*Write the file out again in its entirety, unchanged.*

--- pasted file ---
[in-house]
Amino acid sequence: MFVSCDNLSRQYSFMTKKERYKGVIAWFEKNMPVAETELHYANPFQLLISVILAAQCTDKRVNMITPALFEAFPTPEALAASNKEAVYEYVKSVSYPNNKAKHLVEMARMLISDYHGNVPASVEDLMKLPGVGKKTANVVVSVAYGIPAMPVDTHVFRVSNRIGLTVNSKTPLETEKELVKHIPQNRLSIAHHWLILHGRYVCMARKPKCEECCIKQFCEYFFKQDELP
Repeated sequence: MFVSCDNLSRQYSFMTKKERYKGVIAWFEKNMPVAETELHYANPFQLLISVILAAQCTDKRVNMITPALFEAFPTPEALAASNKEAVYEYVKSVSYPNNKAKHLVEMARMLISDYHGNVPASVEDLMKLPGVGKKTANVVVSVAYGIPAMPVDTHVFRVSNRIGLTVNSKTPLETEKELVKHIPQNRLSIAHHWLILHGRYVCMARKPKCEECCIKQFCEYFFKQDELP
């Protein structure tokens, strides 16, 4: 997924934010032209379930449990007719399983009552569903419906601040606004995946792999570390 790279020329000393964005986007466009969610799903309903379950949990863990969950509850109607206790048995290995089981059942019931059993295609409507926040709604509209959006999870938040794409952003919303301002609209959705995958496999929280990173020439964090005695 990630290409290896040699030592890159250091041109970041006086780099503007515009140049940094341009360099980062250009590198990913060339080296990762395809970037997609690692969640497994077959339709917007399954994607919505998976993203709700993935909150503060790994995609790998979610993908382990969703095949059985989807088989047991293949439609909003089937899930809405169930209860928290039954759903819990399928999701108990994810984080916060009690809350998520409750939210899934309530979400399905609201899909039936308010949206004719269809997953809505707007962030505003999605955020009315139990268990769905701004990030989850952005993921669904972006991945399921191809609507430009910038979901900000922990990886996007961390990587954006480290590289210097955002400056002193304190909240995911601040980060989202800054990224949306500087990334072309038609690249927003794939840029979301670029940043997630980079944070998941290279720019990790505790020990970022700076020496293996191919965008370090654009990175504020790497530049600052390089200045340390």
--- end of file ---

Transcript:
[in-house]
Amino acid sequence: MFVSCDNLSRQYSFMTKKERYKGVIAWFEKNMPVAETELHYANPFQLLISVILAAQCTDKRVNMITPALFEAFPTPEALAASNKEAVYEYVKSVSYPNNKAKHLVEMARMLISDYHGNVPASVEDLMKLPGVGKKTANVVVSVAYGIPAMPVDTHVFRVSNRIGLTVNSKTPLETEKELVKHIPQNRLSIAHHWLILHGRYVCMARKPKCEECCIKQFCEYFFKQDELP
Repeated sequence: MFVSCDNLSRQYSFMTKKERYKGVIAWFEKNMPVAETELHYANPFQLLISVILAAQCTDKRVNMITPALFEAFPTPEALAASNKEAVYEYVKSVSYPNNKAKHLVEMARMLISDYHGNVPASVEDLMKLPGVGKKTANVVVSVAYGIPAMPVDTHVFRVSNRIGLTVNSKTPLETEKELVKHIPQNRLSIAHHWLILHGRYVCMARKPKCEECCIKQFCEYFFKQDELP
């Protein structure tokens, strides 16, 4: 997924934010032209379930449990007719399983009552569903419906601040606004995946792999570390 790279020329000393964005986007466009969610799903309903379950949990863990969950509850109607206790048995290995089981059942019931059993295609409507926040709604509209959006999870938040794409952003919303301002609209959705995958496999929280990173020439964090005695 990630290409290896040699030592890159250091041109970041006086780099503007515009140049940094341009360099980062250009590198990913060339080296990762395809970037997609690692969640497994077959339709917007399954994607919505998976993203709700993935909150503060790994995609790998979610993908382990969703095949059985989807088989047991293949439609909003089937899930809405169930209860928290039954759903819990399928999701108990994810984080916060009690809350998520409750939210899934309530979400399905609201899909039936308010949206004719269809997953809505707007962030505003999605955020009315139990268990769905701004990030989850952005993921669904972006991945399921191809609507430009910038979901900000922990990886996007961390990587954006480290590289210097955002400056002193304190909240995911601040980060989202800054990224949306500087990334072309038609690249927003794939840029979301670029940043997630980079944070998941290279720019990790505790020990970022700076020496293996191919965008370090654009990175504020790497530049600052390089200045340390």